Despite what Allais and Samuelson said, the rate of interest at the unique steady state is positive, higher than the growth rate of population. Moreover, as noted in Geanakoplos (2005), the real interest rate does respond to shocks in exactly the way Fisher argued. Consider the same model as before, but make all the consumers more impatient
$$ U\left(y,z\right)=\frac{2}{3}\log y+\frac{1}{3}\log\ z. $$
Then our master equation would become
$$ \frac{1}{3}\frac{\left[3+p1\right]}{p}+\frac{2}{3}\left[3+p1\right]=1+3+1 $$


p = .419, r = 139%, PV Land = .721.

As Fisher would have predicted, the real rate of interest does indeed increase, and the price of land decreases.

Pareto Efficiency and Bubbles

Observe that in our example the dividends of land represent 20 per cent of all endowments every period. Since the price of land must be finite, that means in any equilibrium the present value of all endowments must be finite. We know that implies equilibrium must be Pareto efficient.

Furthermore, if the value of aggregate endowments is finite, then money cannot have value and there can be no bubbles, because the old argument is correct that markets cannot clear if some agents are spending more than the value of their commodity endowments and nobody is spending less. Land makes the OLG economy look much more like an Arrow–Debreu economy.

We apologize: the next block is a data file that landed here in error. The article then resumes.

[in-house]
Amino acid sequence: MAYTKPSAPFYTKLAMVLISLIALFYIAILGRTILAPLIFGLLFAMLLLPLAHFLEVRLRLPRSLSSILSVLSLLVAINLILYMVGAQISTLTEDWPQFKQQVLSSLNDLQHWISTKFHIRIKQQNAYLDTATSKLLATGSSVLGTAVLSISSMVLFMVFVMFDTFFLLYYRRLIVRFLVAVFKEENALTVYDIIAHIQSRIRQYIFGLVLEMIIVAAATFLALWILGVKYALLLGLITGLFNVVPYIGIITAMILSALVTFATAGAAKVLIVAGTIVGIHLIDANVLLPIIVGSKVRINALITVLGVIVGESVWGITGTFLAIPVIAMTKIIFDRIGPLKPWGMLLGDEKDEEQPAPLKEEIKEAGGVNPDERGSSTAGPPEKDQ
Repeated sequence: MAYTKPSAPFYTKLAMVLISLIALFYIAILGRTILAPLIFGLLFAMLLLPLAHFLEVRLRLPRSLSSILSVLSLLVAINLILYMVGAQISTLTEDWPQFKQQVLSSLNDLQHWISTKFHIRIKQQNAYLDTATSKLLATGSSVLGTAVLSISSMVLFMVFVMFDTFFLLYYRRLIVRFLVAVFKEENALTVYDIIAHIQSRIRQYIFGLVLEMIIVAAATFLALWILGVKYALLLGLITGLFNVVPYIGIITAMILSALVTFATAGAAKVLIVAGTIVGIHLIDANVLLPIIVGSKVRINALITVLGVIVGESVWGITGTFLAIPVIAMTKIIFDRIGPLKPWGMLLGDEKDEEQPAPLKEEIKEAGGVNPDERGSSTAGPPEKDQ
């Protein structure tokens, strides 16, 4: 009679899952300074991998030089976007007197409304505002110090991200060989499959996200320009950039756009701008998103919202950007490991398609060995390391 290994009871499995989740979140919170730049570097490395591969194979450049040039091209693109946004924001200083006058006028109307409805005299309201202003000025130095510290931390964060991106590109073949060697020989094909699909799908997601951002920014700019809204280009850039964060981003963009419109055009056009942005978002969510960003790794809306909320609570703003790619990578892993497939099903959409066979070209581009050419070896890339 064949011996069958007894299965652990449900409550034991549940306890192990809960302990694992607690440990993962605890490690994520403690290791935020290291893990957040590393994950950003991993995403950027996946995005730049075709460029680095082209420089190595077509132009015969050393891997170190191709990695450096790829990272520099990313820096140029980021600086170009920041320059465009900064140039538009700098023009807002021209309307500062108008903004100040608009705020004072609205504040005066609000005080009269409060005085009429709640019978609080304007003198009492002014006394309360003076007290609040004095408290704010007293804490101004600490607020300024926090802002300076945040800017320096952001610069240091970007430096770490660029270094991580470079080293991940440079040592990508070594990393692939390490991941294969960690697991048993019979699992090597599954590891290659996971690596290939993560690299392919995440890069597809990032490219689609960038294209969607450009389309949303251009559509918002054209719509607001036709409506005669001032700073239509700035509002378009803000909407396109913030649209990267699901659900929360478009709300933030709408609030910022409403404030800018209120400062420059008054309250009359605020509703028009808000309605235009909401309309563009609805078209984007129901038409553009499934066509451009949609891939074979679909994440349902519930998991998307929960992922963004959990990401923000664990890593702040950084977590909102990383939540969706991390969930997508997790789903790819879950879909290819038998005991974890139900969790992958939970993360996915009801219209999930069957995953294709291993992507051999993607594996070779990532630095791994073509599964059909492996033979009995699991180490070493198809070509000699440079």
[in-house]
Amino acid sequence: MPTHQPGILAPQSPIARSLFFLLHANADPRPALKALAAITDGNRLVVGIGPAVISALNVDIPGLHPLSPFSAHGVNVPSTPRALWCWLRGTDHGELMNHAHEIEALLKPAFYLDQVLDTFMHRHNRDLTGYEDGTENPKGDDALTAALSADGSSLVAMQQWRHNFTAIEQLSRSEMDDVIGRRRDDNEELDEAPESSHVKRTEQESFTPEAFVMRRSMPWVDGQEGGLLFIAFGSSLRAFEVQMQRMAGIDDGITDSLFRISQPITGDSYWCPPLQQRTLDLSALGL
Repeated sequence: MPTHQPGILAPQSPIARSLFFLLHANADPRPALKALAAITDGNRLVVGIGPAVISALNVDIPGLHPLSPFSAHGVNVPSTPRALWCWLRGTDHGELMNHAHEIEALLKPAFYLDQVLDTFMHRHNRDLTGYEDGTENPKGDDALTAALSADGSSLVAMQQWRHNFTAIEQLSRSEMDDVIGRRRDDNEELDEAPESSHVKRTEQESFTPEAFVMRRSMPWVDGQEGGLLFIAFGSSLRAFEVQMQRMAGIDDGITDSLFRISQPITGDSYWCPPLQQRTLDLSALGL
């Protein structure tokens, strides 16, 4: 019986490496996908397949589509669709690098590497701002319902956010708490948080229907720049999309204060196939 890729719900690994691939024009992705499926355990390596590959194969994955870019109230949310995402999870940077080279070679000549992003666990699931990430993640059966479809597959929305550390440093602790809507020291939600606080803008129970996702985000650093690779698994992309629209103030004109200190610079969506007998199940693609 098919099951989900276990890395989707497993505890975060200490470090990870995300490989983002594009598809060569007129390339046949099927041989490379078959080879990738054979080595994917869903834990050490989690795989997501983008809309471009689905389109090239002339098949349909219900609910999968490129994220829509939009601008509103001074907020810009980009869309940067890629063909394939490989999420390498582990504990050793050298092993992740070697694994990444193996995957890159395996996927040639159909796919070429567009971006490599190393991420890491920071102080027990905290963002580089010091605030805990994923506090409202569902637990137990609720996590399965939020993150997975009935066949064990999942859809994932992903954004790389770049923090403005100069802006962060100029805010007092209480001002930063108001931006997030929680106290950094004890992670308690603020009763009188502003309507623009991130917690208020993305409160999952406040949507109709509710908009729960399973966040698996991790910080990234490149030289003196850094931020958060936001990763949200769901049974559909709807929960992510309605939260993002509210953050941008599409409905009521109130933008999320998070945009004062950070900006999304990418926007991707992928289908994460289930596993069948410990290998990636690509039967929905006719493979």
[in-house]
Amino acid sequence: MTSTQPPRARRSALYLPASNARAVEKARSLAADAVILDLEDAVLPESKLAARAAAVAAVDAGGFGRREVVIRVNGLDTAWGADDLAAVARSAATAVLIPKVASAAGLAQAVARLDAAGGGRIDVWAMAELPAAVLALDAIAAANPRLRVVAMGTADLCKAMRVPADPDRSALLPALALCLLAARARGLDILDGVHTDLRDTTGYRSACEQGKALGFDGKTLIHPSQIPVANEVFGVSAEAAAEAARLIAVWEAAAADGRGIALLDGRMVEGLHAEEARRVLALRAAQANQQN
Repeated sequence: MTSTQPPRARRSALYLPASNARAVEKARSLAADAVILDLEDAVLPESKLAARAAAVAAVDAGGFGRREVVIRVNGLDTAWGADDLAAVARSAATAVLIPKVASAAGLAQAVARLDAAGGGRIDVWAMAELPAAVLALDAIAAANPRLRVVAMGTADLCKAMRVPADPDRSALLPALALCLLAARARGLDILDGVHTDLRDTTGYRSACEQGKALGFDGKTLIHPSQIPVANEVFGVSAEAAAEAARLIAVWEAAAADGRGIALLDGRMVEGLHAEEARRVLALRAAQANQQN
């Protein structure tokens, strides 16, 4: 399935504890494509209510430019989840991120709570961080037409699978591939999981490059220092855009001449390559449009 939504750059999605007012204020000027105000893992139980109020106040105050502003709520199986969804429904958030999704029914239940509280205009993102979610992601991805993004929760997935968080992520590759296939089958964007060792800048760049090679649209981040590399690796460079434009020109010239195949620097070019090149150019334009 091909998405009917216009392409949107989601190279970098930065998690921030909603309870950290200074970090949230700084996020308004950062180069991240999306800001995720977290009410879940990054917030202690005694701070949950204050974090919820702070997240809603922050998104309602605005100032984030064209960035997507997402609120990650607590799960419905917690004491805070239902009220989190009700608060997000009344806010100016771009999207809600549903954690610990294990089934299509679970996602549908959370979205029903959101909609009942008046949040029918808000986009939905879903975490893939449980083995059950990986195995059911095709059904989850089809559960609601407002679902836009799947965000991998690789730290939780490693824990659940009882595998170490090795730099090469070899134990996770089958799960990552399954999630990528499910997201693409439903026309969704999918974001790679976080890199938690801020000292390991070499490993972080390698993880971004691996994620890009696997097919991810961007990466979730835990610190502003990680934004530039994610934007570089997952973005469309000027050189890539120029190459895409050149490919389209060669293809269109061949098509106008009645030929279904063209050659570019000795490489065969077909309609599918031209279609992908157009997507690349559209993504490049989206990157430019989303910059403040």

Social Security

The overlapping generations model is the workhorse model for examining social security. There is not space here to describe these studies. Observe simply that a pay-as-you-go system amounts to a simple transfer of endowments from each young person to each old person. We can immediately calculate the effects of such a transfer on our steady state interest rate and land value by recomputing the equilibrium for the OLG economy in which endowments are adjusted to (2,2) for every generation t ≥ 1, and assuming the old generation 0 has an endowment of 2 apples at time 1 plus the land, which pays 1 apple every period. We get

p= .38, r= 161%, PV Land= .62.

This also confirms Fisher’s contention that decreasing early endowments and increasing later endowments should raise the rate of interest and lower land values.

Notice that the pay-go system gives each agent the same number of apples when he is old that he gave up when he is young, which is a below market return on his original contribution. Social security lowers the utility of every agent except the first generation. Samuelson had argued that social security could make every agent better off. But his conclusion is false in the model with land.

It is often said that if only every generation had more children, social security would give better returns, since the young would be able to share the burden of helping the old. The trouble with that reasoning is that it ignores the fact that higher population and output growth would mean higher real interest rates, which tend to make the social security rate of return as bad as before relative to market interest rates. There is no space to discuss this here.